In my sweeping rebuild of Polarity Management’s identity and enormous library of graphics, one the greatest challenge by far was the arrow library.
Based on a dozen new map grids for screen, software, books and print, I built hundreds of flowchart arrows in vectors and pixels, with literally thousands of iterations of size and proportion, direction, combination and animation, line and color.
Deceptively simple: just four flowchart arrows that arc around two poles to form an infinity loop.
But the math, layout, and Beziér curves involved were a technical illustrator’s dream challenge.
Each of the four Polarity Map quadrants were sub-divided into 4 levels, resulting in 256 possible combinations of infinity loop for each map.
But that basic math is compounded exponentially by the fact that Polarity Maps exist in landscape and portrait orientations, in color, grayscale, and black and white, in Word and Powerpoint templates, in white papers, websites, and third party books.
18 of the basic 256 loops: each can be broken into 4 parts for step-by-step instruction or simple animation.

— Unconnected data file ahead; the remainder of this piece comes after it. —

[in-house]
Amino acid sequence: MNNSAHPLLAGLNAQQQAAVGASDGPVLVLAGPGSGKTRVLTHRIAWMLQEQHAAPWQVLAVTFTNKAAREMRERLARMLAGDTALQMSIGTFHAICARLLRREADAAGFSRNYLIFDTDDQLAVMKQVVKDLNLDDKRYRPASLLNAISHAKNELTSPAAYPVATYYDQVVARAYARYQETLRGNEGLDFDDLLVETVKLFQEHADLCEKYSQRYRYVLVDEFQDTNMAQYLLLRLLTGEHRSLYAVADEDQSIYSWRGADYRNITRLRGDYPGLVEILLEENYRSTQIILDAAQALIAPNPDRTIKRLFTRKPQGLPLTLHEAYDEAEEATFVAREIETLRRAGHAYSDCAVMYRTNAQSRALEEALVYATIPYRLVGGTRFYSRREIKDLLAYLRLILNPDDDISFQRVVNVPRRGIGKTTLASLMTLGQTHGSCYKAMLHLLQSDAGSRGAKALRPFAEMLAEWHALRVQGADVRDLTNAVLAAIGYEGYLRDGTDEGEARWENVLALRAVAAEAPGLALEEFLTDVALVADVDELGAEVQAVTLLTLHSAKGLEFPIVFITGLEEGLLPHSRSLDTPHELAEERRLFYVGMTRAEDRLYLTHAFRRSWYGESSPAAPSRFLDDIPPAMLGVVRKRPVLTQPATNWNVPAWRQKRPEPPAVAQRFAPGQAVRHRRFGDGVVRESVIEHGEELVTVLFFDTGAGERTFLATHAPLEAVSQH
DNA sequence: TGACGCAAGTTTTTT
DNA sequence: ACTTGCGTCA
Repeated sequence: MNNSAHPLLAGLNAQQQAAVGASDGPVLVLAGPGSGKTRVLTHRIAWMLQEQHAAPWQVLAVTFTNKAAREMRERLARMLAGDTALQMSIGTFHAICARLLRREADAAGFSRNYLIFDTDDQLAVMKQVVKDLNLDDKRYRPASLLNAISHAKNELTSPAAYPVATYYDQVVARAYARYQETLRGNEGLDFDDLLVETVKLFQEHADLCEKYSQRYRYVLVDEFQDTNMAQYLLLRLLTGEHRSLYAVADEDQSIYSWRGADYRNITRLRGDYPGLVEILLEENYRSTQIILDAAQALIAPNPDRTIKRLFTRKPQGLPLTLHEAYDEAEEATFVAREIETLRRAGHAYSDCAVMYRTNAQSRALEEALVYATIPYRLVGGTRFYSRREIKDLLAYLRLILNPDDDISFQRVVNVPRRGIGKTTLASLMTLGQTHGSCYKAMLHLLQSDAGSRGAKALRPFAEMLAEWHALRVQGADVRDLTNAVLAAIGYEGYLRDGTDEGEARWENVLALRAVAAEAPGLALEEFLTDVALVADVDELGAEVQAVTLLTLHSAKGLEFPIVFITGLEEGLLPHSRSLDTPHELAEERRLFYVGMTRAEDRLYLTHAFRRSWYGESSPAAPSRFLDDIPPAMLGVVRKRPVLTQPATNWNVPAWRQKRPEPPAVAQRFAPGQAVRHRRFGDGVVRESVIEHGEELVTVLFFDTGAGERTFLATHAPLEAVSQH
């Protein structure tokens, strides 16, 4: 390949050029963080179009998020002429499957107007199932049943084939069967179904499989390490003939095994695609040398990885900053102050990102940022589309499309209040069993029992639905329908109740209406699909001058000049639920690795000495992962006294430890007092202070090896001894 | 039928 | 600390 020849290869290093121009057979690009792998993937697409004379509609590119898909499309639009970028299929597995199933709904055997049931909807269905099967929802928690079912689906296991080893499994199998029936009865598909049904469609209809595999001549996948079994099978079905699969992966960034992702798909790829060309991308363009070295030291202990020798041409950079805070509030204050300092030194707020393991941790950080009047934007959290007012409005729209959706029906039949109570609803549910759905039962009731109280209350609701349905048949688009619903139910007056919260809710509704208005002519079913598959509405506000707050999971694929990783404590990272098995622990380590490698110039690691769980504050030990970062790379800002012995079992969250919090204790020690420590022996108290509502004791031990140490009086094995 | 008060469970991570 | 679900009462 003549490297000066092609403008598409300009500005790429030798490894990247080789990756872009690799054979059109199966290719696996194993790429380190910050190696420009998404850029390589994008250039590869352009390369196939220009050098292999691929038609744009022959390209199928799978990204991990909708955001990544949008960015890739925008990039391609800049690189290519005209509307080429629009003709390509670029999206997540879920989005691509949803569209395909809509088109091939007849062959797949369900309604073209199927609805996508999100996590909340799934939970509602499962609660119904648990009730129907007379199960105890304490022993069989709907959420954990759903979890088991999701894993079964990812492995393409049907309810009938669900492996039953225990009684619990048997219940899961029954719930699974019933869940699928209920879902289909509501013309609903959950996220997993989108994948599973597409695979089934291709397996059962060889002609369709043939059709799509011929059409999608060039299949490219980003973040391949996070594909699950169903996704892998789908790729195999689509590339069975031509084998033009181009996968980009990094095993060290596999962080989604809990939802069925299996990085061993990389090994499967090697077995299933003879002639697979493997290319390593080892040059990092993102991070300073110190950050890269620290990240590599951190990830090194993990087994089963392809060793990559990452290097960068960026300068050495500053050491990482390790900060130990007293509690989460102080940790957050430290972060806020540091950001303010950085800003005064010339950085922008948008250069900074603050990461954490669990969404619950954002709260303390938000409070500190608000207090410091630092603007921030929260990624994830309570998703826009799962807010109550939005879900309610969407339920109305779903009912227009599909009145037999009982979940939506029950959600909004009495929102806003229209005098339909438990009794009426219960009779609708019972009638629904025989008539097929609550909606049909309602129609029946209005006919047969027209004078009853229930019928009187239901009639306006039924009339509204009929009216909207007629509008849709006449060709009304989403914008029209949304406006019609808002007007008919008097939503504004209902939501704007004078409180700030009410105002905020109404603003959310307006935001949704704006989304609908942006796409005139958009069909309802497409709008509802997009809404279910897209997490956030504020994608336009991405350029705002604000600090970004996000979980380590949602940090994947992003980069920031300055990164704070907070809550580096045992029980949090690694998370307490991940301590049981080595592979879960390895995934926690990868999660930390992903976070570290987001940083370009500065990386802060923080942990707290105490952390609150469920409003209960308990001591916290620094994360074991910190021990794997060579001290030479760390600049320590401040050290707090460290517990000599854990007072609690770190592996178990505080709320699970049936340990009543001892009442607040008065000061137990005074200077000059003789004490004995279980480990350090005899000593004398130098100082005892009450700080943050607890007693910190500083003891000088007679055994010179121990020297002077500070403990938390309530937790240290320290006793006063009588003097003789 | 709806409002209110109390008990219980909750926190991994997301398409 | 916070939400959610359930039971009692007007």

Things got even trickier once we began designing the Polarity Management Assessment Process (PMAP) software platform.
We now needed the arrows to be driven by live data from clients, rendering metrics from our proprietary survey software back into the Polarity Map in real time.
Enormous credit goes to developer Jeff Strope of Robert Taylor Associates for collaborating so ambitiously with me to develop this integral design + software synergy.
The results were groundbreaking: beautiful, informative, intuitive, and extremely powerful.
These database-driven graphics are the core design and functionality behind the PMAP, a tool which revolutionized and empowered Polarity Management consultants and gave PMA a brand new business model and revenue stream.